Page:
Transit Village

Creating Space for Transition

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The housing crisis has resulted in a shortage of one million homes in the Netherlands. The dilemma: simply ramping up housing production fails to solve the problem, as common methods of construction and project development repeatedly prove to be socially and environmentally unsustainable.

Transit Village explores a variety of approaches that rethink the status quo and integrates them into a sustainable neighborhood development at the “Rail Junction East Arnhem”. The centrally located site remains largely untouched by city planning and is characterized by its transitional use through diverse groups. Rather than relocating these groups to make space for development, a Community Land Trust gives community members and future residents agency to develop land according to shared values. The result is an urban framework, that builds new connections to the city fabric and nature areas, that creates recreational spaces for the city population, and whose walkability enables a circular neighborhood economy. Within the urban framework, residents can even make use of building plots before building operations are carried out.

Buildings are co-created with a circular building system that embraces change. A high grade of prefabrication and remountability reduces construction and demolition waste and speeds up production and assembly. Modularity facilitates a gradual transition from low to high density and allows density adjustments in the future. A catalog of flexible partition and facade components empowers residents to customize apartment size and function according to their current needs. In this way, buildings can adapt to changing resident requirements, and building lifespans are considerably extended.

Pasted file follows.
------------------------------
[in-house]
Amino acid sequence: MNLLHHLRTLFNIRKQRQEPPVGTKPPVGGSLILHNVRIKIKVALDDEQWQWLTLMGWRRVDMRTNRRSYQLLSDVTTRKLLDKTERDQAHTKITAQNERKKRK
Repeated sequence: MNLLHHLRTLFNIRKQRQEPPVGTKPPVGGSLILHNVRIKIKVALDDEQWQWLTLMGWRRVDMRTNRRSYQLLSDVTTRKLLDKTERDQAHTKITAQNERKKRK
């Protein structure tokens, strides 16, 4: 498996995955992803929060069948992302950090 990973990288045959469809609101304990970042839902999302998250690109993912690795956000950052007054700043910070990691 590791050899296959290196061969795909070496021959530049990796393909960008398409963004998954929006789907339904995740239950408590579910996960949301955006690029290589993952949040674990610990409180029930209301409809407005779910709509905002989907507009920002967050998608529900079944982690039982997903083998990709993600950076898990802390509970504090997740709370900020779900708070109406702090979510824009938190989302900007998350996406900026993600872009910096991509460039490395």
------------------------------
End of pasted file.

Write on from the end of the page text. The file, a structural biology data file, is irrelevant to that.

Refurbishment and recycling of unused building components are handled by a locally run Material Hub that creates work opportunities in the district of Presikhaaf, which has a high unemployment rate. The resulting circular material ecosystem is fueled by a new financial model where residents subscribe to apartment configurations instead of renting a predefined apartment, thereby financing maintenance and circulation of materials in small monthly installments.

To evaluate which design choices would lead to building components with high performance in such a Product as a Service environment, a decision-support tool for designers was developed in the Thematic Research Paper. Therefore, Residual Value Forecasting models from the car leasing industry were analyzed, and design parameters were extracted that can make statements about the residual value of different interior partition wall types. The parameters were organized in a Multi-Criteria Decision Analysis that is capable of ranking designs regarding their grade of durability and remountability. The tool seeks to help designers choose component designs that will create low maintenance costs, that are in use longer, and where the residual value of materials becomes accessible at the end of their useful life.